The Belarusian opposition mounted its fiercest challenge to autocrat Alexander Lukashenko on Monday with the start of a rolling national strike aimed at forcing the embattled autocrat to the negotiating table.
The walkout was not total, and it was altogether limited in state enterprises most able to disrupt government balance sheets. Nonetheless, workers at several leading factories were seen to down tools, with production coming to a halt in a dozen workshops.
Scores of private enterprises, including in Minsk’s high-tech IT park, and the construction industry also participated more substantially. They were joined by schoolchildren and students, who protested throughout the day despite the risk of violent arrest.
The strike action came at the end of a midnight ultimatum set by protest leader Svetlana Tikhanovskaya, the widely assumed victor in the August 9 presidential elections that the 26-year ruler claimed his own. Now in exile in Lithuania, Ms Tikhanovskaya, 38, issued three demands: for Mr Lukashenko to resign; for an end to police violence; and for the release of political prisoners.
If it was a final warning, the autocrat gave no sign of heeding it. On Sunday, the final day of the ultimatum, he gave an order to disperse mass protests with uninhibited violence. His officers used plastic bullets and stun grenades against thousands of terrified demonstrators, leaving several with serious injuries.
In YouTube videos released on Monday, Ms Tikhanovskaya said the regime had shown violence was the “only thing it was capable of.” She claimed to be happy with the “lively” way strikes had begun. The joint action of “doctors, IT specialists, schoolkids, and private businesses, small and medium enterprises… demonstrated an incredible level of solidarity,” she said.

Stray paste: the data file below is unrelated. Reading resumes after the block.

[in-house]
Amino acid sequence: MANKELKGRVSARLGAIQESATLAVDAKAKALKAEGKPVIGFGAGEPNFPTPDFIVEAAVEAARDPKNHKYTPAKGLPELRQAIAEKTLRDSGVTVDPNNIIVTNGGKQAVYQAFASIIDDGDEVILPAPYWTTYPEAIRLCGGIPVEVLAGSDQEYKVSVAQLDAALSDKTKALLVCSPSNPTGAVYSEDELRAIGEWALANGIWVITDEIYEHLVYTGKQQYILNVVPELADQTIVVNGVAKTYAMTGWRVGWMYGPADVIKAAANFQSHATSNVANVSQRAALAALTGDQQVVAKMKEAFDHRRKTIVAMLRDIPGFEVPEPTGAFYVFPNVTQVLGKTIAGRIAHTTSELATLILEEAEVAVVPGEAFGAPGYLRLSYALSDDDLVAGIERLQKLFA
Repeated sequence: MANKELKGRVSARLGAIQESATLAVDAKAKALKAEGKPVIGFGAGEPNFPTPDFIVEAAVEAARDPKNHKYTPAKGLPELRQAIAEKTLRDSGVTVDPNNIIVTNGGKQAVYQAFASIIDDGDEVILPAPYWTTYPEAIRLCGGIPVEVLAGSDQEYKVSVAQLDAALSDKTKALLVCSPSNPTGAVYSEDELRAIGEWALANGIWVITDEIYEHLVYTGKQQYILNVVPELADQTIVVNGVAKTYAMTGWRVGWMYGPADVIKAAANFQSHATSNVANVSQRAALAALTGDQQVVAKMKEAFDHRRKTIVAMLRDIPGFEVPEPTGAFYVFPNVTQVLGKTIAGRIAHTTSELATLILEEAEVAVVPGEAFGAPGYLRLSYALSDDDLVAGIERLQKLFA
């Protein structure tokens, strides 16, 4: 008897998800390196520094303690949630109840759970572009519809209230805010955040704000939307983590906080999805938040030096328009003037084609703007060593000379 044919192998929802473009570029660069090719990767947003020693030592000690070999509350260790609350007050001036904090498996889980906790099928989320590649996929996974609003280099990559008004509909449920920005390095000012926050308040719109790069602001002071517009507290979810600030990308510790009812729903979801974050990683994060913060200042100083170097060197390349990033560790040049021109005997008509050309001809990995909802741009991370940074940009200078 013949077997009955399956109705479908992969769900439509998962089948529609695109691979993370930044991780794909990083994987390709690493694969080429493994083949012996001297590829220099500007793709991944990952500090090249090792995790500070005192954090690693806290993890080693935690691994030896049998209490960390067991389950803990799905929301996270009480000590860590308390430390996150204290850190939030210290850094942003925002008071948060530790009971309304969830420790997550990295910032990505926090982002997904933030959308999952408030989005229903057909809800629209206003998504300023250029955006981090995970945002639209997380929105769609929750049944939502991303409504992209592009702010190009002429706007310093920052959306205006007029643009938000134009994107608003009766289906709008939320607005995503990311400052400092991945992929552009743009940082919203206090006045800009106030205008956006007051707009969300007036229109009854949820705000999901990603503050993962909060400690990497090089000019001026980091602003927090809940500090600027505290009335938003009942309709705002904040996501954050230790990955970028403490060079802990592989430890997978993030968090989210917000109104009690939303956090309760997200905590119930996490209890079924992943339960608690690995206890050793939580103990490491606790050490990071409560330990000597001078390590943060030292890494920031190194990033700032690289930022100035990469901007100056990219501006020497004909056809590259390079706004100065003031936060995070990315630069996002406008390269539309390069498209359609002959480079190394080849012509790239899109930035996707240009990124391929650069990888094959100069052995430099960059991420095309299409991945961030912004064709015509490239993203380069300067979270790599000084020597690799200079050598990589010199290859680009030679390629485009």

The mention of “solidarity” appeared not to be accidental. The Belarusian opposition has as its inspiration the Polish protest movement that went by the same name. The great hope is that strikes will eventually attract a critical mass of blue-collar workers at state enterprises and force Mr Lukashenko to talk — much like Polish Communist authorities eventually did in 1980.
Today’s efforts fall some way short of achieving a critical number. When all was said and done, Mr Lukashenko’s men were well prepared for the showdown, employing physical and financial threats in advance, and arresting those who took part in the strike actions on the day. According to the Viasna human rights centre, there were 228 arrests by 7 pm local time (4 pm GMT).
But the opposition may also look back on its big gamble with some relief, suggests Ryhor Astapenia, a research fellow at Chatham House, a London-based think tank. The declaration of a national strike has given flagging protests a “new impulse,” he says: “They also have a psychological and an organisational cost. Lukashenko understands if he doesn’t stamp out all these little fires now, one day the forest will burn everything down. That is going to wear him down.”
The Belarusian leader appears to be taking the possibility of a financial crisis seriously. Already foreign currency reserves are over 20 per cent down from August, says Nigel Gould-Davies, UK Ambassador to Belarus over 2008-9. “If Belarus’s ability to finance imports or pay law enforcement officers was compromised severe crisis could happen sooner rather than later.”
But the strike carries clear risks for the opposition too, the diplomat added. What was previously hitherto a weekend protest tradition now requires commitment every day. “It requires people to risk their health and safety, which is bad enough, but it also puts their livelihoods and their families in the balance.
It was far from clear that Monday’s limited strike action would be enough to encourage many more to join.
Predicting the standoff to continue “for several months,” Mr Astapenia said even small strike numbers would ratchet the pressure up on Mr Lukashenko. Already, the manageability of the government machine was under question, he said. Without popular legitimacy, things just weren’t getting done outside law enforcement agencies.
“He has nowhere to go, no moves to play, no allies in the west, and impossible expectations from Russia,” the expert said.
“Every time he sends out the troops, you can see that he just wants to turn the clock back to how things were. But he’s slowly realising he can’t do it.”